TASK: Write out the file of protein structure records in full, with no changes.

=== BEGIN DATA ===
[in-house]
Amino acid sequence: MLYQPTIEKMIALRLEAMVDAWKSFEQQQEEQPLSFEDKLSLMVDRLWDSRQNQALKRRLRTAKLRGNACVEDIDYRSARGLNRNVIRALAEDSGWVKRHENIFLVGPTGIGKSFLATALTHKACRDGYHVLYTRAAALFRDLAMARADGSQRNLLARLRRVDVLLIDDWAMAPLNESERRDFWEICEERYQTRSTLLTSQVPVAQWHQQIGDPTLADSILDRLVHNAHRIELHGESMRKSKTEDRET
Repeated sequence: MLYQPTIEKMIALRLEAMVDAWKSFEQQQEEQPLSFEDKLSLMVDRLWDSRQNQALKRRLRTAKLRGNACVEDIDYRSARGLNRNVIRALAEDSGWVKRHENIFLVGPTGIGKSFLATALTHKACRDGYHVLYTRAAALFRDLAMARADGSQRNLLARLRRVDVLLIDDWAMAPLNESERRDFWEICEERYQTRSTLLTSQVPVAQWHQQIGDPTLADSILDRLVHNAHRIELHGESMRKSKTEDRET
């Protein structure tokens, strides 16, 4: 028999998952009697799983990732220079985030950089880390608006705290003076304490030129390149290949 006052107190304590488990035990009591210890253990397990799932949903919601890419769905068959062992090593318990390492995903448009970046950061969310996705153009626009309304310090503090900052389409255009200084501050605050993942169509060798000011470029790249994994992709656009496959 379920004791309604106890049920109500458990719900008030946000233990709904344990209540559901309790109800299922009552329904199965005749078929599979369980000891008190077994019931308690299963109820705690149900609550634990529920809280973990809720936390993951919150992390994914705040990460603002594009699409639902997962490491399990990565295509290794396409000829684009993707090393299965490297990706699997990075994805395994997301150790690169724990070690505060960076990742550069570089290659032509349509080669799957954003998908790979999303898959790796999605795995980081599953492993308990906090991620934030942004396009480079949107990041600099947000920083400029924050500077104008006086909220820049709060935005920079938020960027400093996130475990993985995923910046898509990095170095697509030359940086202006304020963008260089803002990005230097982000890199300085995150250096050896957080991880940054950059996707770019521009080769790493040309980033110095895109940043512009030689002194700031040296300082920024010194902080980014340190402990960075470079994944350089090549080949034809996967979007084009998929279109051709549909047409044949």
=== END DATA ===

[in-house]
Amino acid sequence: MLYQPTIEKMIALRLEAMVDAWKSFEQQQEEQPLSFEDKLSLMVDRLWDSRQNQALKRRLRTAKLRGNACVEDIDYRSARGLNRNVIRALAEDSGWVKRHENIFLVGPTGIGKSFLATALTHKACRDGYHVLYTRAAALFRDLAMARADGSQRNLLARLRRVDVLLIDDWAMAPLNESERRDFWEICEERYQTRSTLLTSQVPVAQWHQQIGDPTLADSILDRLVHNAHRIELHGESMRKSKTEDRET
Repeated sequence: MLYQPTIEKMIALRLEAMVDAWKSFEQQQEEQPLSFEDKLSLMVDRLWDSRQNQALKRRLRTAKLRGNACVEDIDYRSARGLNRNVIRALAEDSGWVKRHENIFLVGPTGIGKSFLATALTHKACRDGYHVLYTRAAALFRDLAMARADGSQRNLLARLRRVDVLLIDDWAMAPLNESERRDFWEICEERYQTRSTLLTSQVPVAQWHQQIGDPTLADSILDRLVHNAHRIELHGESMRKSKTEDRET
């Protein structure tokens, strides 16, 4: 028999998952009697799983990732220079985030950089880390608006705290003076304490030129390149290949 006052107190304590488990035990009591210890253990397990799932949903919601890419769905068959062992090593318990390492995903448009970046950061969310996705153009626009309304310090503090900052389409255009200084501050605050993942169509060798000011470029790249994994992709656009496959 379920004791309604106890049920109500458990719900008030946000233990709904344990209540559901309790109800299922009552329904199965005749078929599979369980000891008190077994019931308690299963109820705690149900609550634990529920809280973990809720936390993951919150992390994914705040990460603002594009699409639902997962490491399990990565295509290794396409000829684009993707090393299965490297990706699997990075994805395994997301150790690169724990070690505060960076990742550069570089290659032509349509080669799957954003998908790979999303898959790796999605795995980081599953492993308990906090991620934030942004396009480079949107990041600099947000920083400029924050500077104008006086909220820049709060935005920079938020960027400093996130475990993985995923910046898509990095170095697509030359940086202006304020963008260089803002990005230097982000890199300085995150250096050896957080991880940054950059996707770019521009080769790493040309980033110095895109940043512009030689002194700031040296300082920024010194902080980014340190402990960075470079994944350089090549080949034809996967979007084009998929279109051709549909047409044949």